Richard A. Prinz, M.D.

Richard A. Prinz, M.D.

Richard A. Prinz, M.D.

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Conditions & Procedures


Adrenal Disorders, Endocrine Cancer, Hyperparathyroidism, Parathyroid


Adrenal Surgery, Endocrine Surgery, Parathyroid Surgery, Thyroid & Parathyroid Surgery, Thyroid Surgery

General Information




NorthShore Medical Group

Academic Rank

Clinical Professor



Board Certified


Clinical Service

Surgical Oncology

Education, Training & Fellowships

Medical School

Loyola University Medical School, 1972


Barnes-Jewish Hospital, 1973


Barnes-Jewish Hospital, 1974
Loyola University Stritch School of Medicine, 1977


Royal Postgraduate Medical School, 1980



NorthShore Medical Group

1000 Central St.
Suite 800
Evanston, IL 60201
847.570.1700 847.570.1330 fax This location is wheelchair accessible.

NorthShore Medical Group

1329 N. Wolf Rd.
Mt. Prospect, IL 60056
847.803.3040 847.803.0871 fax This location is wheelchair accessible.

NorthShore Medical Group

757 Park Ave. West
Suite 2850
Highland Park, IL 60035
847.570.1700 847.570.1330 fax This location is wheelchair accessible.


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  • The pathological features of surgically managed adrenal cysts: a 15-year retrospective review.

    The American surgeon 2013 Nov

    Authors: Saadai P,
    Adrenal cysts are rare. Most are benign but some may contain malignancy. There are no established guidelines for their surgical management. The purpose of this study was to determine the pathological findings and likelihood of malignancy in hormonally inactive adrenal cysts after adrenalectomy. Using the pathology registries at two centers, we identified patients who underwent excision of an adrenal cyst between 1994 and 2009. Hormonally active cysts including pheochromocytomas were excluded. Charts were reviewed for patient demographics, presentation, surgical management, and postoperative course. Of 551 adrenalectomy specimens, 15 (2.7%) contained an inactive adrenal cyst or cystic component. Cysts were more likely to be in women (67%) and right-sided (73%). Three patients (20%) were symptomatic from their lesion. Laparoscopic adrenalectomy was performed in nine patients (60%). Pathology revealed eight hemorrhagic cysts, four lymphangiomas, one hemangioma, one epithelial cyst, and one metastatic pulmonary adenocarcinoma. Laboratory and radiographic workup are essential in determining whether adrenal cysts have hormonal function or a solid tissue component before adrenalectomy. Although nonfunctional adrenal cysts may contain malignancy, most are benign. It is reasonable to observe asymptomatic, nonfunctioning, benign-appearing adrenal cysts in patients in whom follow-up can be ensured.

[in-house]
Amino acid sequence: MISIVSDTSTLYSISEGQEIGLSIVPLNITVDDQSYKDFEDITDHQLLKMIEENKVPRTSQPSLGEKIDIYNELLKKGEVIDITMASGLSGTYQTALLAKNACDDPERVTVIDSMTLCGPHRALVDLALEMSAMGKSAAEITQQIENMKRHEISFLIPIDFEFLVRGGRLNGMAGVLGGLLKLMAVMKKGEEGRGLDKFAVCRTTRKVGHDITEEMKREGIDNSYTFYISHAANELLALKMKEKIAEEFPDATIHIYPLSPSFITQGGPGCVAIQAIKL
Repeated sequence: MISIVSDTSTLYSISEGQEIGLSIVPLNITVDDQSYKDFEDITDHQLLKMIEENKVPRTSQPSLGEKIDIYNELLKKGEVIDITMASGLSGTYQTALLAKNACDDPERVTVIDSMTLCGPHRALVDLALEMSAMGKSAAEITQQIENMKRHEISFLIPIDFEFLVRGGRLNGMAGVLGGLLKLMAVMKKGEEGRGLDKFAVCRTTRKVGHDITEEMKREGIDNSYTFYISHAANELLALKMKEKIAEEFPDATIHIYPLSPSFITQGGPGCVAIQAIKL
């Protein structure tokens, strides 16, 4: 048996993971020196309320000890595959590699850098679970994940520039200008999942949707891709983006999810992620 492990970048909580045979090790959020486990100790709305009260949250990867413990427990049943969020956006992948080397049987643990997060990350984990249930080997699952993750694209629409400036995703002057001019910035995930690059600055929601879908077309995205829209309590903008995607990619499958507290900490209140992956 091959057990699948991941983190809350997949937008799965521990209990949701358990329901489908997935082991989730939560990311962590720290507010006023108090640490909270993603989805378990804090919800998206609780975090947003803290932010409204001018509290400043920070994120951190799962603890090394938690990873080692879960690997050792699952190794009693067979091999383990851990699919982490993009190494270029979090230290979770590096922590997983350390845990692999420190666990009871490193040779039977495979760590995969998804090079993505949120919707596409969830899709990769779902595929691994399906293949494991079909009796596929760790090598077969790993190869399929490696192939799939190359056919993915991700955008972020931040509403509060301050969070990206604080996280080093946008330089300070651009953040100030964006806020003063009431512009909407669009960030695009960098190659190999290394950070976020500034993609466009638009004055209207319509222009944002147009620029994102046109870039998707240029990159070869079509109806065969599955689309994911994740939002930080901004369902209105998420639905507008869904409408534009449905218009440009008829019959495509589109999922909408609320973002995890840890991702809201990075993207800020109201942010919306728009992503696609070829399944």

PMID: 24165250 [PubMed - as supplied by publisher]
  • Variations in clinicopathologic characteristics of thyroid cancer among racial ethnic groups: analysis of a large public city hospital and the SEER database.

    American journal of surgery 2013 Nov

    Authors: Moo-Young TA,
    Clinicopathologic variables influence the treatment and prognosis of patients with thyroid cancer.
    A retrospective analysis of public hospital thyroid cancer database and the Surveillance, Epidemiology and End Results 17 database was conducted. Demographic, clinical, and pathologic data were compared across ethnic groups.
    Within the public hospital database, Hispanics versus non-Hispanic whites were younger and had more lymph node involvement (34% vs 17%, P < .001). Median tumor size was not statistically different across ethnic groups. Similar findings were demonstrated within the Surveillance, Epidemiology and End Results database. African Americans aged <45 years had the largest tumors but were least likely to have lymph node involvement. Asians had the most stage IV disease despite having no differences in tumor size, lymph node involvement, and capsular invasion.
    There is considerable variability in the clinical presentation of thyroid cancer across ethnic groups. Such disparities persist within an equal-access health care system. These findings suggest that factors beyond socioeconomics may contribute to such differences.
    PMID: 24157347 [PubMed - as supplied by publisher]
  • Predicting aggressive behavior in nonfunctioning pancreatic neuroendocrine tumors.

    Surgery 2013 Oct

    Authors: Cherenfant J,
    The biologic potential of nonfunctioning pancreatic neuroendocrine tumors (PNETs) is highly variable and difficult to predict before resection. This study was conducted to identify clinical and pathologic factors associated with malignant behavior and death in patients diagnosed with PNETs.
    We used International Classification of Diseases 9th edition codes to identify patients who underwent pancreatectomy for PNETs from 1998 to 2011 in the databases of 4 institutions. Functioning PNETs were excluded. Multivariate regression Cox proportional models were constructed to identify clinical and pathologic factors associated with distant metastasis and survival.